City Guide to Edinburgh, Scotland

City Guide to Edinburgh, Scotland

EIF Opening Concert: Das Paradies und die Peri Review

By Barbara Bryan - Posted on 13 August 2011

SCO woodwind
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The Usher Hall
Scottish Chamber Orchestra
Running time: 
Roger Norrington (conductor)
Susan Gritton (soprano, Peri), Maximillian Schmitt (tenor, narrator), Lydia Teuscher (soprano, Maiden), Marie-Claude Chappuis (Mezzo-soprano, Angel), Benjamin Hulett (tenor, Young Man), Florian Boesch (baritone, Gazna, Man)

The Edinburgh International Festival launched its 2011 eclectic programme last night in traditional fashion with a concert at the Usher Hall. The piece chosen was Robert Schumann’s seldom-performed choral work Das Paradis und die Peri. Composed in 1843 the cantata for soloists, chorus and orchestra is based on an extract from Lalla Rookh – a Persian mythological tale by the Irish poet Thomas Moore.

Translated into German by Schumann and his friend Emil Flechsig, the story charts the journey of Peri, a mythological fairy, who wanders through the Orient in search of a means to gain entrance to Paradise.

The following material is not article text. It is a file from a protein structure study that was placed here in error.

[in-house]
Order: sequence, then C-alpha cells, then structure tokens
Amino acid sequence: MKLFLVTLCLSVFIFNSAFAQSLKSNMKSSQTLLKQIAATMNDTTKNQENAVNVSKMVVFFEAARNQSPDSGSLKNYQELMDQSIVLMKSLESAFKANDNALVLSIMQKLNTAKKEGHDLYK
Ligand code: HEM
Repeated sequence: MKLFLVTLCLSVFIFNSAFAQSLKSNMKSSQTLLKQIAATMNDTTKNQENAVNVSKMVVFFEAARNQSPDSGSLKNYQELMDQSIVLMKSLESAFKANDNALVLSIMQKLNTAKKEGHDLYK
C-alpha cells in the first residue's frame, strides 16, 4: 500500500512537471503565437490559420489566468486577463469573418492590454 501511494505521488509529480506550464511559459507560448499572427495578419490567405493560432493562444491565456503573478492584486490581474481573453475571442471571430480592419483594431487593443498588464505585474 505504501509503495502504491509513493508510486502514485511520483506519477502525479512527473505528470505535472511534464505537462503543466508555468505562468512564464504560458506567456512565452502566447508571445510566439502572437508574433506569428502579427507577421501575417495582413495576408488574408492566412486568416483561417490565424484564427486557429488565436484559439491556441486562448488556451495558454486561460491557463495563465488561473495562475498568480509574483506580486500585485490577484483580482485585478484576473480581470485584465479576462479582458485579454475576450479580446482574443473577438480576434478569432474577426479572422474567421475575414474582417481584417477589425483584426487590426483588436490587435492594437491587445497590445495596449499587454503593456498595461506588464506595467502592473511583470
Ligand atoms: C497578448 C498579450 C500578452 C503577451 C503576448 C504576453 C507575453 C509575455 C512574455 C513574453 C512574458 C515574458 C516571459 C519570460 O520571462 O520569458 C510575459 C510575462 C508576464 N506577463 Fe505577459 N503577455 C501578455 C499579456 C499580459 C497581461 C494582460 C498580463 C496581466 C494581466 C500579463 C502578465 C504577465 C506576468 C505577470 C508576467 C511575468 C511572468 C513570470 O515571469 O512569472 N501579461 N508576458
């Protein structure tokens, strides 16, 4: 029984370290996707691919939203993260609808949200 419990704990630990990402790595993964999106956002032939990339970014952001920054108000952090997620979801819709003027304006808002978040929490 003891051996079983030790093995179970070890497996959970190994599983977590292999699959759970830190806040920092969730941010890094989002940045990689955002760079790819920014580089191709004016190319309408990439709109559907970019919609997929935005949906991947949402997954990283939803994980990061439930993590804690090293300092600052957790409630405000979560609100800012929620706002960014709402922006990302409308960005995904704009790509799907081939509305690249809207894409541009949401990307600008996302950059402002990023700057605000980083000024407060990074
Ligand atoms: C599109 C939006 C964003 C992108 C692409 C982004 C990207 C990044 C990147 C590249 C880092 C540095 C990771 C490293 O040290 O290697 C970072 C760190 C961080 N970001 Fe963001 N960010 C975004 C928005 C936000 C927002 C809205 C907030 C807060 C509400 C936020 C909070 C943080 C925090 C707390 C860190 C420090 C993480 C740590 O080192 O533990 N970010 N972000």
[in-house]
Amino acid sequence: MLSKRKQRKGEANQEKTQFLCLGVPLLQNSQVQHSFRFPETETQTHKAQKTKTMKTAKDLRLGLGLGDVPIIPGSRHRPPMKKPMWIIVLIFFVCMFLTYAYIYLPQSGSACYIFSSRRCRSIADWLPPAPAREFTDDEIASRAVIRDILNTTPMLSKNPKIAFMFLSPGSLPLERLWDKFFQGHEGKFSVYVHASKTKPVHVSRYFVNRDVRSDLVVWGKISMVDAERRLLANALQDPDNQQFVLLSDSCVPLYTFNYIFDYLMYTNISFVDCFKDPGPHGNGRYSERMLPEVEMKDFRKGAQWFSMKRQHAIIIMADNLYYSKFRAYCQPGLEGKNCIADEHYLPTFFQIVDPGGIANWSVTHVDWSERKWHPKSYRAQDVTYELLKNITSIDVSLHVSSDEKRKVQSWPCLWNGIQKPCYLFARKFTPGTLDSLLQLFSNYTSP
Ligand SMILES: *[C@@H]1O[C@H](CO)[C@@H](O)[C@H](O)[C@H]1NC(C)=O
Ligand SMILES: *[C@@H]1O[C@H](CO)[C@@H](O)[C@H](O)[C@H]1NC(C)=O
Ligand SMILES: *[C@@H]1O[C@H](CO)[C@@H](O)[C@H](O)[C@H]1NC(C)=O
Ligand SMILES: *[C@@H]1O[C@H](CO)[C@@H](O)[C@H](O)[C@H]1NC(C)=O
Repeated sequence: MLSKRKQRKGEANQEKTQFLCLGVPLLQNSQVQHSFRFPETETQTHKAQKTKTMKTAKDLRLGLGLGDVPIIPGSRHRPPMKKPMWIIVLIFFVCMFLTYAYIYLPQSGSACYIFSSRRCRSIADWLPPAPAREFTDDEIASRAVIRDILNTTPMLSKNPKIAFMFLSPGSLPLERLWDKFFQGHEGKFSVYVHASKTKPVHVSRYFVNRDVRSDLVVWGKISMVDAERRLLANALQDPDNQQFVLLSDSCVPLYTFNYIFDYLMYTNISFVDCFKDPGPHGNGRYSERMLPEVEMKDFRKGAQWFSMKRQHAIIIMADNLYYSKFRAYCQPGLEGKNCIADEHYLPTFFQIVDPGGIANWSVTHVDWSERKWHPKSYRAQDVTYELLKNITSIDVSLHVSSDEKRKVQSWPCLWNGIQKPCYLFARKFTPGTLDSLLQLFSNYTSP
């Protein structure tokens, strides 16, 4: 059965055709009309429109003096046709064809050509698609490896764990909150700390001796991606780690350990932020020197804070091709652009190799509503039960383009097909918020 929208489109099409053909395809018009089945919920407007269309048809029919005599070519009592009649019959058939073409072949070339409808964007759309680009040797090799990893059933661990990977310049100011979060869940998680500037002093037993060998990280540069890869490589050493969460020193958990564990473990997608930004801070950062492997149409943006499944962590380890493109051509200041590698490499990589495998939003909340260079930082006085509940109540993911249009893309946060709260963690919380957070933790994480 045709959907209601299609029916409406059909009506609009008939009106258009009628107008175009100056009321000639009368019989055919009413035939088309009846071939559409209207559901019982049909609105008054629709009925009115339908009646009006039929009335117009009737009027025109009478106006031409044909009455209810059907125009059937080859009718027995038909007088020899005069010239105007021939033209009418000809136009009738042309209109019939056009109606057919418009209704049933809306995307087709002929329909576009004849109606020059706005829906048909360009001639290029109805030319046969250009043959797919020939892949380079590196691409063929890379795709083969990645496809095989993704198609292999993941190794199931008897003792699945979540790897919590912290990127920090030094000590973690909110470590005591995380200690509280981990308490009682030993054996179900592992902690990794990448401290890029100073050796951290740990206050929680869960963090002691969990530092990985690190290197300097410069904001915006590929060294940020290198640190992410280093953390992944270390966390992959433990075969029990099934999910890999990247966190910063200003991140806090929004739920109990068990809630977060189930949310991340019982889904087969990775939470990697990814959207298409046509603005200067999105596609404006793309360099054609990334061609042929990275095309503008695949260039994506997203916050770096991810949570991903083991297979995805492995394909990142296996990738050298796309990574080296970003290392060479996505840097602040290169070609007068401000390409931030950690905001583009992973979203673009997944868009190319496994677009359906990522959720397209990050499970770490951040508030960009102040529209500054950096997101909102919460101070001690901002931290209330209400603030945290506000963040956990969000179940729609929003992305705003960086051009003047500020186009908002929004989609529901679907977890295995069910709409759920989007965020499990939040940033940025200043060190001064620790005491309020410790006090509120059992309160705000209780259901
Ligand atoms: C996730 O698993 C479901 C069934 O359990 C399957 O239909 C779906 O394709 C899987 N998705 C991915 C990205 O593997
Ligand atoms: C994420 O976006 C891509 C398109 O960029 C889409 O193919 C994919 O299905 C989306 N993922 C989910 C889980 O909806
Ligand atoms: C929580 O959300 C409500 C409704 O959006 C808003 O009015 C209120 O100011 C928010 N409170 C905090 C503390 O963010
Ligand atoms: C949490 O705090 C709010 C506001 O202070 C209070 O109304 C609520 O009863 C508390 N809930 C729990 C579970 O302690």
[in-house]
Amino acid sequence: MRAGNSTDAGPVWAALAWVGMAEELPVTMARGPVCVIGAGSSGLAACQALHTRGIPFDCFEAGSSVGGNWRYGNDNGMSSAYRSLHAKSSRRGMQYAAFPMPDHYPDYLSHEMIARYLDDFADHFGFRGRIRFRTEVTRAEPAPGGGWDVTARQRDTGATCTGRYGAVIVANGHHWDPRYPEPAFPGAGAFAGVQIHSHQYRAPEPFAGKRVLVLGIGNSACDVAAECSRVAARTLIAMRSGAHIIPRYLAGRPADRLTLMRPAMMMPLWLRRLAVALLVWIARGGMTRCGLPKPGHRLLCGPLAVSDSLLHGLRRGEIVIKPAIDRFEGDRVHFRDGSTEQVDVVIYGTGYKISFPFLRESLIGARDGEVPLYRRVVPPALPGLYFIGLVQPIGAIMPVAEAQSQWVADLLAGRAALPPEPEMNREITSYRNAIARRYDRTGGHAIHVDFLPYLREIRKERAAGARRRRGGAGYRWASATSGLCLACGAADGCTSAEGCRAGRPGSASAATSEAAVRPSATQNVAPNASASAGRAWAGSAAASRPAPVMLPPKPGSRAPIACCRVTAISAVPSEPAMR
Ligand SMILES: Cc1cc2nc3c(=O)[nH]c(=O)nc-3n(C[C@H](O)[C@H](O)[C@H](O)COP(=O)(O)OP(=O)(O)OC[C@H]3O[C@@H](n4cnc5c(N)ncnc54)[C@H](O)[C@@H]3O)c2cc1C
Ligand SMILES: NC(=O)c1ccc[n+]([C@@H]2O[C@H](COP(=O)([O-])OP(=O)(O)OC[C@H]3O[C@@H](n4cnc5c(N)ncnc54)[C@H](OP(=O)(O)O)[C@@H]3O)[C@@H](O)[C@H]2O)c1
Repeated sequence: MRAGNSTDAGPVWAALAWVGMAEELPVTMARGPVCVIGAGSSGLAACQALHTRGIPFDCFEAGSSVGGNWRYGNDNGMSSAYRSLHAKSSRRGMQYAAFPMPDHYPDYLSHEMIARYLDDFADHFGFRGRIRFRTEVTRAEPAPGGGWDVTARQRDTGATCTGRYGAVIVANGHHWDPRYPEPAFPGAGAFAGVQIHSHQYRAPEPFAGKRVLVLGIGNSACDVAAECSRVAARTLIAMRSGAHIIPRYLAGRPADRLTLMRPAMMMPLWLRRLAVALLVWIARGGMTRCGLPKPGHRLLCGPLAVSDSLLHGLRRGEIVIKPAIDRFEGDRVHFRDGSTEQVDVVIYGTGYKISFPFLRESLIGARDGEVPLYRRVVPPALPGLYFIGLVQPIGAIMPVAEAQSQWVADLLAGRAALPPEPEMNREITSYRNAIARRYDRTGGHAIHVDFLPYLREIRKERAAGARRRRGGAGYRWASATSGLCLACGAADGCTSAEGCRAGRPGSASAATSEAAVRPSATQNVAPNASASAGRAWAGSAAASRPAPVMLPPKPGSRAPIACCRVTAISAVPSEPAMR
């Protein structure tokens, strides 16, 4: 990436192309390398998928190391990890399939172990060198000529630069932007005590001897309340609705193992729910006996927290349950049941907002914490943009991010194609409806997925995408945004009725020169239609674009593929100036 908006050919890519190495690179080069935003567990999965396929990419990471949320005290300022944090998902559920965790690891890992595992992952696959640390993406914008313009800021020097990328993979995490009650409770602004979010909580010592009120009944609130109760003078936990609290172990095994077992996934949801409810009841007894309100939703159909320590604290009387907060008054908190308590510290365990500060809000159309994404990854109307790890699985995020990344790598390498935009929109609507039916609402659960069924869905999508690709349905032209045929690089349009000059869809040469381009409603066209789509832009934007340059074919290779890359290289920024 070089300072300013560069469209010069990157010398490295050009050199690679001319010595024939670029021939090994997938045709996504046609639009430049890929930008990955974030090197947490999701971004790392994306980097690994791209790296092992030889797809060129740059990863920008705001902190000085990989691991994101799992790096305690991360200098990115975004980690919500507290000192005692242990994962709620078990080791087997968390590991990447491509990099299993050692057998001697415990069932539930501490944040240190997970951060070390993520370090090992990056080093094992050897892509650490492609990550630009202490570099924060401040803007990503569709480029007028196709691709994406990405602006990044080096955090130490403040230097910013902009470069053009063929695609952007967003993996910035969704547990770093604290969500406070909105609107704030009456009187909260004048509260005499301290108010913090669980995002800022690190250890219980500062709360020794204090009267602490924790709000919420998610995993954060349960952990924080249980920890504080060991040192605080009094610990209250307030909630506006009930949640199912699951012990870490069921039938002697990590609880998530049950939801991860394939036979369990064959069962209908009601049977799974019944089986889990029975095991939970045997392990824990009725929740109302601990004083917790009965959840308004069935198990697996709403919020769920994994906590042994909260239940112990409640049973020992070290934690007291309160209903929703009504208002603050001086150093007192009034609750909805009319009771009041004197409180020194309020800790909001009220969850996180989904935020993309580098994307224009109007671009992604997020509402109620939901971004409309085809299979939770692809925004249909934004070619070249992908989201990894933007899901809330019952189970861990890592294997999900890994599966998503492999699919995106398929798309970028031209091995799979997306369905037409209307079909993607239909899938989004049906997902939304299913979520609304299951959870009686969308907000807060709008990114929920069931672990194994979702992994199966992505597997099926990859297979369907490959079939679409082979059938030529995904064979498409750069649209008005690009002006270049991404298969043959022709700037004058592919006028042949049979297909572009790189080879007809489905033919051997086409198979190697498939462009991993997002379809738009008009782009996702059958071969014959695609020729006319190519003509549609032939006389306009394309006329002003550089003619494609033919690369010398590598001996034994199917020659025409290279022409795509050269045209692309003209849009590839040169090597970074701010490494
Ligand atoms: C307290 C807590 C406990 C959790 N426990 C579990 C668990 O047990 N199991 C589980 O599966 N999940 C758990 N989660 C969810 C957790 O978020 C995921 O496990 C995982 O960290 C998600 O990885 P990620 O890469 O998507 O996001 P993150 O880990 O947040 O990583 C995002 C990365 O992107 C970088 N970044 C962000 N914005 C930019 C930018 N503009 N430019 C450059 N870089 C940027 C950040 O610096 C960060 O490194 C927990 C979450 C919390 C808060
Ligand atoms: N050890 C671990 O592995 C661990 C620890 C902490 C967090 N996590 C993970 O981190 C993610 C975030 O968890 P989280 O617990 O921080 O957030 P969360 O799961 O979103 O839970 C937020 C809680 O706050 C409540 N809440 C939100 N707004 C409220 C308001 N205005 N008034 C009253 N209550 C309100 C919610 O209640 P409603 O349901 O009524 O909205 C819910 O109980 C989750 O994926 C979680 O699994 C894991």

Performed by the Scottish Chamber Orchestra with guest conductor Roger Norrington, six soloists and the Edinburgh Festival chorus, the piece begins with haunting strings, building up every now and then to thrilling crescendos with a vocal quartet and the chorus, mirroring Peri’s turbulent journey to Paradise. There are some exquisite passages in this work and the string section of the SCO predictably produce sumptuous sounds, despite the fact that at times Roger Norrington’s minimalistic conducting appeared to be detached from the orchestra.

The soprano, Susan Gritton, sang the part of Peri. She has a magnificent vocal range and has a marvellous ability to interpret the profundity of emotional passages. Indeed all the singers were excellent. Maximillian Schmitt, the tenor was the Narrator; Marie-Claude Chappuis, the mezzo-soprano, was the Angel; Lydia Teuscher, the soprano, was the Maiden; Benjamin Hulett, the tenor, was the Young Man and Florian Boesch, with his rich, baritone voice, was Gazna and Man.

The Edinburgh Festival Chorus, under the guidance of Christopher Bell, excelled in this performance. The vocal nuances in this massed choir were perfectly synchronised in the pianissimo passages and the work concluded with a thrilling, rousing finale.

Event: 12 August 2011